Suffolk

Dunwich archaeological dig unearths signs of early life

Bill Jenman
Image caption Bill Jenman, from Touching the Tide, said a group of 30 volunteers took part in the nine-day dig

Signs of Neolithic life have been discovered by volunteer archaeologists probing the ground of a "lost" settlement in Suffolk.

It was hoped medieval artefacts would be unearthed during the summer dig at Dunwich, so experts were excited by a find dating back to the Neolithic era.

The dig, organised by Touching the Tide project, also found new evidence of an Anglo-Saxon settlement.

Artefacts from the survey will go on display at Dunwich Museum next year.

'Prehistoric profile'

A Neolithic scraper used on animal hides or wood was one of the discoveries, as well as many shards of Anglo-Saxon pottery.

Bill Jenman is project manager at Touching the Tide, a Heritage-Lottery funded scheme to help look after the Suffolk coasts.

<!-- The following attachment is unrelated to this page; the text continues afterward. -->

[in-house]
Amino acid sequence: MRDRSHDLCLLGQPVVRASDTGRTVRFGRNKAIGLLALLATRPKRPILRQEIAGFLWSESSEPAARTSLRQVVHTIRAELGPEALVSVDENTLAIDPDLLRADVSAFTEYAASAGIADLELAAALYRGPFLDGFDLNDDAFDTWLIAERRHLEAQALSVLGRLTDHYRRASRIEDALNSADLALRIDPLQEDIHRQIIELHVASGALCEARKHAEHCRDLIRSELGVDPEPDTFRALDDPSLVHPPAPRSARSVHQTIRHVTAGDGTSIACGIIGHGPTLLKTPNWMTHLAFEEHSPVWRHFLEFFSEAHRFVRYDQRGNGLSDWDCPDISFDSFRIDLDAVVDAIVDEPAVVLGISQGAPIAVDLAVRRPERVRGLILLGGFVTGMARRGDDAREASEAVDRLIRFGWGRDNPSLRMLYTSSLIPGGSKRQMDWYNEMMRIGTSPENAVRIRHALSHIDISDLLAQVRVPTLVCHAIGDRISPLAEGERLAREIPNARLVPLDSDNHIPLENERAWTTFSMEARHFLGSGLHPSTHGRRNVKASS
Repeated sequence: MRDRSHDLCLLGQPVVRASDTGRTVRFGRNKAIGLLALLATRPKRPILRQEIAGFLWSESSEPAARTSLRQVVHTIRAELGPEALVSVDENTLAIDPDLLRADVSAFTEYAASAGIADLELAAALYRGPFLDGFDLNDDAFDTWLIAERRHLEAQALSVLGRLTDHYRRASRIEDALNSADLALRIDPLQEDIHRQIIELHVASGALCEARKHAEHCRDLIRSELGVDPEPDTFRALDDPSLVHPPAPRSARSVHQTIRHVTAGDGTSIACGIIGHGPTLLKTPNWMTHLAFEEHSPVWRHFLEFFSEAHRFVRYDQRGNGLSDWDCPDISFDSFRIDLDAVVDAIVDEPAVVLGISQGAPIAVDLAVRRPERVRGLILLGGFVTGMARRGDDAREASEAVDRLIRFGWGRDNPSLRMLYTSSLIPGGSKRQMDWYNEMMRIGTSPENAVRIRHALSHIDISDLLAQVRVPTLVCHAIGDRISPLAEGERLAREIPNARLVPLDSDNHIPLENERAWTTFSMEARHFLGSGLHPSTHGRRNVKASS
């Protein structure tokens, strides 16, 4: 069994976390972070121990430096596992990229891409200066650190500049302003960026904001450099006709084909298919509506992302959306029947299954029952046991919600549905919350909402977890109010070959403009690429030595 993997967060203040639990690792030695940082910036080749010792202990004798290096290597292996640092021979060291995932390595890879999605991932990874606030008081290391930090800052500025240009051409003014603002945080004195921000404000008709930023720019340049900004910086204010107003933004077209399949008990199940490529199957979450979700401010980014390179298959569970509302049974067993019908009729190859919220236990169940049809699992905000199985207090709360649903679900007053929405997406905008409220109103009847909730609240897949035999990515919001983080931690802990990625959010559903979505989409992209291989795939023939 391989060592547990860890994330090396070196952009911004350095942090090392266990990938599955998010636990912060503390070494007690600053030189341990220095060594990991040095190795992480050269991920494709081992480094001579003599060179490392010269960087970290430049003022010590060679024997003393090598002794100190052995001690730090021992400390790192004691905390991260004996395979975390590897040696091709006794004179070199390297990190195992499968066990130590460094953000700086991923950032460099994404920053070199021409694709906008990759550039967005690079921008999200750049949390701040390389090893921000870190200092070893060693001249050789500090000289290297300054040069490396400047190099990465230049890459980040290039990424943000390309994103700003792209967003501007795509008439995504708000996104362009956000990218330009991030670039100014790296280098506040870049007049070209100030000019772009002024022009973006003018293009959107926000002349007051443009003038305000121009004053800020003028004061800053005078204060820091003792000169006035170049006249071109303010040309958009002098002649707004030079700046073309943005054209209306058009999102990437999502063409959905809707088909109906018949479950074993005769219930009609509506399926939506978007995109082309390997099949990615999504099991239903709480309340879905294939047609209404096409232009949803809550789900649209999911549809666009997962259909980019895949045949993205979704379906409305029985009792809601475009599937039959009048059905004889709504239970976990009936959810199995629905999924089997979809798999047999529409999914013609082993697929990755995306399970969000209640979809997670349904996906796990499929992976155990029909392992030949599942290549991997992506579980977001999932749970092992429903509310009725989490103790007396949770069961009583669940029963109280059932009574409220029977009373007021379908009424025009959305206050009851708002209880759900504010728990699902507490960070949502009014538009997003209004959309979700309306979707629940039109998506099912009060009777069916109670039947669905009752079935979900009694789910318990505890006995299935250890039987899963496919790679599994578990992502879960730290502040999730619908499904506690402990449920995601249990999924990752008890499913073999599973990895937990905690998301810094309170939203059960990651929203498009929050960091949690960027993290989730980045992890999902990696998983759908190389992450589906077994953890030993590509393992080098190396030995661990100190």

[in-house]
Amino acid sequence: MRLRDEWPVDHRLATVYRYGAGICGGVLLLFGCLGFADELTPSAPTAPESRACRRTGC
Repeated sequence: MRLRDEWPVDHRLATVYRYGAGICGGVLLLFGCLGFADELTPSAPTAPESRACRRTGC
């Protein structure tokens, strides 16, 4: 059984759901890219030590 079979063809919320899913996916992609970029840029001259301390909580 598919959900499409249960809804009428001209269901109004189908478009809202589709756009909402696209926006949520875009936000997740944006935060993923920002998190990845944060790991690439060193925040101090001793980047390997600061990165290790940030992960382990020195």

"We were quite pleasantly surprised when lots of Anglo-Saxon stuff started turning up and we were very pleasantly surprised when lots of prehistoric stuff turned up.

"There's definitely a prehistoric profile we didn't know about before.

"Certainly by Roman and... the Anglo-Saxon period... there's a concentrated settlement, so the roots of Dunwich as a town we can say go back to the Iron Age now," he said.

Touching the Tide has also been involved in the Underwater Dunwich project to map "Britain's Atlantis".

Image caption Dunwich Museum's Jane Hamilton said some of the ancient finds will go on display there next spring

The recent dig was led by archaeologist Carenza Lewis, from Cambridge University, and was carried out together with Dunwich Museum and the Dunwich Greyfriars Trust.

The museum plans to display some of the discoveries next spring, once they return from Cambridge.

Jane Hamilton, of the museum, said: "They went incredibly deep... and brought up this mass of material which gives an insight into the history as it's been laid down over the centuries."

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